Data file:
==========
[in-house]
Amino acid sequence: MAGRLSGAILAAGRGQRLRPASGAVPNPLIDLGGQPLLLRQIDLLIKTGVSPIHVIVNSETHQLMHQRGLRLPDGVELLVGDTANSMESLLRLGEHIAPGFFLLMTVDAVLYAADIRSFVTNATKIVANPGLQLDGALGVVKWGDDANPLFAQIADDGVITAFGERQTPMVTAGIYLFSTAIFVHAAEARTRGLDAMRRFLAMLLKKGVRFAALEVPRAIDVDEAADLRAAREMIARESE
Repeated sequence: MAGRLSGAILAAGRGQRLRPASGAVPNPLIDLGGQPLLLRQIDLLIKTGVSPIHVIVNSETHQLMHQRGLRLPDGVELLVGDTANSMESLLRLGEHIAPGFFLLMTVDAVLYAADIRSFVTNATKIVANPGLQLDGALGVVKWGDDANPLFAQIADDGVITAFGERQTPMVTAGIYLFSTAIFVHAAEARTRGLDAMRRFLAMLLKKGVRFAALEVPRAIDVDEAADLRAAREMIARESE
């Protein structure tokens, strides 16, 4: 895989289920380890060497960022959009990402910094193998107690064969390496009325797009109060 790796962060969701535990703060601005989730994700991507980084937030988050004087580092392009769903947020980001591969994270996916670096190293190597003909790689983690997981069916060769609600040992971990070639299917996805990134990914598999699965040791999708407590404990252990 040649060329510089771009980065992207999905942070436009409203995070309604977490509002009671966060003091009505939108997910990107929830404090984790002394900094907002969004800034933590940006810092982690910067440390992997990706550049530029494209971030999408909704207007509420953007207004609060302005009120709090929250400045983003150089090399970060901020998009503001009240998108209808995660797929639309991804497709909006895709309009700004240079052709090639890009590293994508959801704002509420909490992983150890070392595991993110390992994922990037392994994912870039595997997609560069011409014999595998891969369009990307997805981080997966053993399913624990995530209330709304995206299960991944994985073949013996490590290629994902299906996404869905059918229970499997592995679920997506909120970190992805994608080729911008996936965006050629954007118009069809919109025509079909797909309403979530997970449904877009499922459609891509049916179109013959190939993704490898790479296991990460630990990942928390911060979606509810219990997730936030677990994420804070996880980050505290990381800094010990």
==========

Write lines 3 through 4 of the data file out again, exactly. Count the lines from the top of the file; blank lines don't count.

Repeated sequence: MAGRLSGAILAAGRGQRLRPASGAVPNPLIDLGGQPLLLRQIDLLIKTGVSPIHVIVNSETHQLMHQRGLRLPDGVELLVGDTANSMESLLRLGEHIAPGFFLLMTVDAVLYAADIRSFVTNATKIVANPGLQLDGALGVVKWGDDANPLFAQIADDGVITAFGERQTPMVTAGIYLFSTAIFVHAAEARTRGLDAMRRFLAMLLKKGVRFAALEVPRAIDVDEAADLRAAREMIARESE
């Protein structure tokens, strides 16, 4: 895989289920380890060497960022959009990402910094193998107690064969390496009325797009109060 790796962060969701535990703060601005989730994700991507980084937030988050004087580092392009769903947020980001591969994270996916670096190293190597003909790689983690997981069916060769609600040992971990070639299917996805990134990914598999699965040791999708407590404990252990 040649060329510089771009980065992207999905942070436009409203995070309604977490509002009671966060003091009505939108997910990107929830404090984790002394900094907002969004800034933590940006810092982690910067440390992997990706550049530029494209971030999408909704207007509420953007207004609060302005009120709090929250400045983003150089090399970060901020998009503001009240998108209808995660797929639309991804497709909006895709309009700004240079052709090639890009590293994508959801704002509420909490992983150890070392595991993110390992994922990037392994994912870039595997997609560069011409014999595998891969369009990307997805981080997966053993399913624990995530209330709304995206299960991944994985073949013996490590290629994902299906996404869905059918229970499997592995679920997506909120970190992805994608080729911008996936965006050629954007118009069809919109025509079909797909309403979530997970449904877009499922459609891509049916179109013959190939993704490898790479296991990460630990990942928390911060979606509810219990997730936030677990994420804070996880980050505290990381800094010990």